I am in the midst of writing a web application for work. Everything is from scratch. I have been a PHP programmer for about 13 years, Node.js programmer for the past 2 years, and have no shortage of experience with JavaScript. I love Node.js, and recently rebuilt the company's API in it...

So, in planning this web application, the approach I'm considering is, have the Node.js API for getting data from the server, but render everything in the browser. Use AJAX for retrieving data, History API for loading pages, and a MVC-like pattern for the different components.

I have read articles detailing twitters rebuild a few years ago. It was more or less a client-side JavaScript app, but a couple years after launching it, they started moving a lot of processing/rendering back to the server, claiming the app improved dramatically in terms of speed.

So, my question is as the title asks, is a client-side centric app substantially slower?


3 Answers 3


The answer is that it's entirely situational.

The intricacy and scale of user interaction, customer experience, the functionality of the application, server load, security concerns and other factors have to be taken into consideration in order to address this question with any degree of accuracy.

To be honest this question should not be answered in generalised terms - there is no wrong answer. If you can provide more details of the nature of the application, we might be able to give some useful advice.


If you're doing server-side rendering to HTML, your architecture looks like this:

  1. User requests URL, server generates HTML for complete page
  2. Browser renders HTML, page is shown, javascript is initialized
  3. Javascript adds event handlers, page is interactive

If you're doing client-side rendering, your architecture looks like this:

  1. User requests URL, server generates HTML for container page
  2. Browser renders empty container ("loading..."), javascript is initialized
  3. Javascript performs routing, derives what page the user must see, launches ajax request for content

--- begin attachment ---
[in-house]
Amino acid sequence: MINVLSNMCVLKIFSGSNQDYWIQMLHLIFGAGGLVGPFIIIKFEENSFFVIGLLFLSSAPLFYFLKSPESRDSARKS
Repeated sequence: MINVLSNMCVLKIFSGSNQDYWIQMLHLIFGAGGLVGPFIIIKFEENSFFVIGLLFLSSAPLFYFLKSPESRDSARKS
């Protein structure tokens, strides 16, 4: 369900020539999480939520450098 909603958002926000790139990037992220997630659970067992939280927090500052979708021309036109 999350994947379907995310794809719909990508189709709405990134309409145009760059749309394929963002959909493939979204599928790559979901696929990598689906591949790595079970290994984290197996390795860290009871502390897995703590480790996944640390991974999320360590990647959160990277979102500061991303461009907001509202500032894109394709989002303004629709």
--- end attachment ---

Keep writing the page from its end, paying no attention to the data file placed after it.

4. The content is returned, the javascript handler renders it and inserts it into the page
  5. Javascript adds event handlers, page is interactive

You can shortcut things a bit by inserting the initial data into the page, but the reality is that with client-side rendering the page is always rendered twice, once for the container to bootstrap an environment, and once in your javascript templating code for the actual content, which is one more time than in a server-side rendering architecture.

That means that if you have a situation where users are likely to request a page and then walk away after reading it, like with twitter, they are ill served by client-side rendering, because the performance is always inferior to server-side rendering (provided you optimize both in the same ways where possible).

However, if your users are expected to stay on the page, loading more data piece by piece and having a rich interaction with that data, like a typical web app, then client-side rendering can be a better architecture for delivering the same set of features faster. It is often easier to implement the rendering / event handling logic if it is all in the same client-side codebase, and there is no big performance downside.


A client centric application tends to generate a lot more network traffic than a server centric application that sends just the end result of the processing to the client.
This client centric application will often make more network calls, each involving more data, than the server centric application.
As network latency is by now often the largest performance bottleneck for applications, that often leads to slower client side performance.

Another thing to consider is security. Pretty much every bit of validation you do on the client will need to be repeated on the server. If not you get the infamous situation where a customer fills his shopping cart on the client, edits the amount to be paid to be negative, then submits the whole thing and the server, blissfuly unaware anything is amiss pays the client AND sends him the products.
This may or may not be an issue for your system, depending on what it does and how it is intended to be secured.

Overall then, you're better off limiting the amount of data being transmitted between client and server both in volume and possibly number of requests (a high number of small requests might make for a seemingly faster user interface, think partial page submits, despite being technically slower in total CPU time needed).

  • 2
    It's not necessarily true that a client centric application will generate more network traffic. Requesting JSON and laying it out on the client could easily result in less data sent over the wire than a server sending the data and all the surrounding markup. Commented Feb 7, 2014 at 12:03
  • @Carson63000 a client centric application would request tons of data, then filter it on the client, rather than sending the search criteria to the server and having that filter it.
    – jwenting
    Commented Feb 7, 2014 at 12:07
  • @jwenting Depends on whether you want instant client-side updating, or a slight delay when requesting filtered data is acceptable (like with gmail)
    – Izkata
    Commented Feb 7, 2014 at 13:17
  • 1
    @jwenting - filtering on the client or server is an architectural decision; not all client-side apps request tons of data and filter it on the client. Commented Feb 7, 2014 at 13:24

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